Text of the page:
SN: Probably Frankenstein. I've always really been into the idea of the man trapped inside the monster. That and there's a lot of really obscure movies like "The Colossus of New York" which I guarantee nobody's seen. "Donovan's Brain." All these stories that are about piecing together a person, having a man trapped inside a shell.

JW: Talk about working with Paul Lee. How did you guys hook up and who is Paul Lee?

SN: Paul Lee is a great artist who I have known since my Eclipse days. DO you remember those crime trading cards? He did the second set, I think, with the gangsters. It was when that whole serial killer set came out and everyone was going crazy. He worked at Eclipse then. I didn't know him, then. We wound up meeting a few years later through mutual friends and actually did a story together, his first comic, for "Dark Horse Presents" called "Iced," that Bob Schreck got us to do. [Paul] illustrated a little book that nobody can find, luckily, called "Freaks from the Heartland," which is a story that I'm redeveloping now. We've tried and tried to do a project together and then just recently over the holidays this thing happened. I realized I didn't have an art team for "Fused!" and I literally called him and asked, "Do you want to do a comic? How about a comic in two weeks?" And he did it! He's doing everything from the pencils through to the coloring and the lettering. He's handing in complete pages. I can't say enough about him!

[Fused Sketch]
Sketch by Paul Lee
JW: Talk about the initial orders for issue #1. I know a lot of importance is put on orders for that first issue because you gauge the success of a series based on that. What were they like and were you happy with the initial orders?

SN: [Todd McFarlane Productions'] Larry Marder told me one thing. I called him in a mad panic before this happened. He's been a good friend for a few years, so I called him and said I don't know what to expect for numbers. He said, "Here's the rule: you're going to be shocked regardless." Sure enough he was right. They weren't extremely low and they weren't extremely high, just high enough to keep everybody happy. I have to remember there was a lot of confusion with this as it was solicited with one art team [and was published with another]. I did a blitz. I went to the Master List, I got every retailers address I could, every comic book site, everybody, and sent page samples and cover samples so that everybody could see Paul's art. I was like, "If you didn't like it before, look at it now." So there was a little bit of confusion. I think with all that we're doing pretty good and I expect the numbers to go up. We'll see.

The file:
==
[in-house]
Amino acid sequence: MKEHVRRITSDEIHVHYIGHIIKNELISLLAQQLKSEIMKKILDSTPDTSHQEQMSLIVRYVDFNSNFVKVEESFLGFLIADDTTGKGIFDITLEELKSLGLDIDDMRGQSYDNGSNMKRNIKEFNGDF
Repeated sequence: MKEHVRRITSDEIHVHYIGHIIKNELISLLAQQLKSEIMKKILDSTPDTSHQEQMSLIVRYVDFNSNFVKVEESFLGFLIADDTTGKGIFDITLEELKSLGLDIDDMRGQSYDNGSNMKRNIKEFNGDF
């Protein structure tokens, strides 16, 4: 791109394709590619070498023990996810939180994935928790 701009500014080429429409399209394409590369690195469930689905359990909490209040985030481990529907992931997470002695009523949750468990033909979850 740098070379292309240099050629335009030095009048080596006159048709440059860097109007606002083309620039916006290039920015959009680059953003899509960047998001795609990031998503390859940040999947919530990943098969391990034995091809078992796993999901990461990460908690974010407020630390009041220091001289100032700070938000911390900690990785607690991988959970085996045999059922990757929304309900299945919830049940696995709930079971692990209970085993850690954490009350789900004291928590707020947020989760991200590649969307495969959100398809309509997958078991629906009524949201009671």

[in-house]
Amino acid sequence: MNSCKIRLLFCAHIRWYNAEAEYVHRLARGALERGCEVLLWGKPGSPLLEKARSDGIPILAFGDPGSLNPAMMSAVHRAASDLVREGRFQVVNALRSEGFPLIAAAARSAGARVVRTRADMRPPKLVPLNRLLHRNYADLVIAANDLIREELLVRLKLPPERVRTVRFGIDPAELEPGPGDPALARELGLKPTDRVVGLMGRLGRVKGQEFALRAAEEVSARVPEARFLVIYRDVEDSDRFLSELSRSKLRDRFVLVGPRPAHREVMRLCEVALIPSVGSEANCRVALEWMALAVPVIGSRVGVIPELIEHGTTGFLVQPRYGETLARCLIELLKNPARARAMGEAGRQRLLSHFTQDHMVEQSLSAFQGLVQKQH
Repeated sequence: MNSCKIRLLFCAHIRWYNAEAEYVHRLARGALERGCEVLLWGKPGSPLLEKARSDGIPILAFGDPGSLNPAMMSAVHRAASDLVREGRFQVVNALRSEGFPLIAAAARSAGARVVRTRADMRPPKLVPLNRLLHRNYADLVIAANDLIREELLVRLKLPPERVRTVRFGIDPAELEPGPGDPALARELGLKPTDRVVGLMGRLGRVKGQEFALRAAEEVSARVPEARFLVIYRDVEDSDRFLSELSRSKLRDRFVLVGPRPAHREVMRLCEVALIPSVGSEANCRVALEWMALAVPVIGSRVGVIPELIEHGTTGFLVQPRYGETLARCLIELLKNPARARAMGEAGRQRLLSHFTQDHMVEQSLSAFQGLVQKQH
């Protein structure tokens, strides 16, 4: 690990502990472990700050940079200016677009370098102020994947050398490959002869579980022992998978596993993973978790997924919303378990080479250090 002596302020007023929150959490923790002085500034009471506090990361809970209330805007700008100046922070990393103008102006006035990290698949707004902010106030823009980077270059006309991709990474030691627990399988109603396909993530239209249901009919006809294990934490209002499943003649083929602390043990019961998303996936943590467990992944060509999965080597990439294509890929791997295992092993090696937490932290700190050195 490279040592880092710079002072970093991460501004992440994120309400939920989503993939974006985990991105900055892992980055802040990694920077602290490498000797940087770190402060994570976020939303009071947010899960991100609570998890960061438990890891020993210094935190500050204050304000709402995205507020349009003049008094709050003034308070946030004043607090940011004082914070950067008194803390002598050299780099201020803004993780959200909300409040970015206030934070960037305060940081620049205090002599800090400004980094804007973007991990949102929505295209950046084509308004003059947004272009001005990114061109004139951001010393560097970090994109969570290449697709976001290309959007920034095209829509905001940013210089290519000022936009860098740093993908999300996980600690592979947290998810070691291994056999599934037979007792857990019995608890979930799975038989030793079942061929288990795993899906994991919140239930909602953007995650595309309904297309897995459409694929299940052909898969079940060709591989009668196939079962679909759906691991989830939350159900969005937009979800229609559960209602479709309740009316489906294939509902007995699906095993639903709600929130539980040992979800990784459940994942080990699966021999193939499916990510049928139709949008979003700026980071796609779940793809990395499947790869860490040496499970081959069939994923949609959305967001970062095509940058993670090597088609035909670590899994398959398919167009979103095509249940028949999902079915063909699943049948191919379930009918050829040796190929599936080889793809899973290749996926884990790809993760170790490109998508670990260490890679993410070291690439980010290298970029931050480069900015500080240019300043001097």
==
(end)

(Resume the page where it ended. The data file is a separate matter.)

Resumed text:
Paul feels the same way I do about these things and we'll see the first story arc through, regardless. If there's one thing I can't stand as a reader or creator it's an unfinished project.

JW: What's the future hold for "Fused!?" I know it's early, but are there plans for a follow-up, collection and what about other media options such as television or film? Is that being investigated as well?

SN: Definitely. Yes to all of those.

First in comics. Ongoing. I have it plotted out for the next year. Including a spin-off, because like I said there are super-heroes in this that will appear in about the third issue. There are a group of super-heroes called The Implementers, government-sanctioned super-heroes. They sit around the station like fire fighters do. You know, waiting for the bell to come in, then they put on their leotards or whatever, they run out, do whatever mission is assigned them, come back, punch their time card and they leave.

I'd like to do that in comics and I'd like "Fused!" to go on. I've already had some nibbles, some interest in "Fused!" as a movie property, which I think is a natural. One of the aspects of the character that people won't know is that the suit is going to take on his personality at some point and he's going to wind up being able to control it and at some point a human face is going to be able to be seen through that. I think that's going to be a big help in bringing a bit more of a movie feel to it. [Making him] a more identifiable character.

JW: At the moment it's only a four issue series, but if it should do really well and you see orders pick up you'd just continue it from there?

SN: Yup. I'd be torn to either do another #1, because I love #1's, or just continuing. Just start with a number five. The stories are there, that's no problem.

[Savage Membrane]
Savage Membrane
JW: The other project that you've got coming up, a creator-owned project, is "Savage Membrane" from IDW. That's a very different project from "Fused!" Talk about it a little bit and the audience it may appeal to versus "Fused!" or do you think the same audience will be interested?

SN: I think the same audience will be interested. (Loud sound goes off in background when someone enters the restaurant.) (laughs) Sounds like someone just got gonged! (laughs)

First, it's a novel. 40,000 word novel, very short chapters. It's this character I've actually done a couple of times before in one of the issues of "Fly In My Eye," a character called Cal McDonald, he's this monster hunter. He was also in four issues of "Dark Horse Presents" in a thing called "Hairball." This is just this character I've had around for a long time. It's a first person narrative like Raymond Chandler. Very noir, very funny, hopefully. I think it will appeal to the same people, but they have to tell me.

JW: How did you get hooked up with Ashley Wood on it?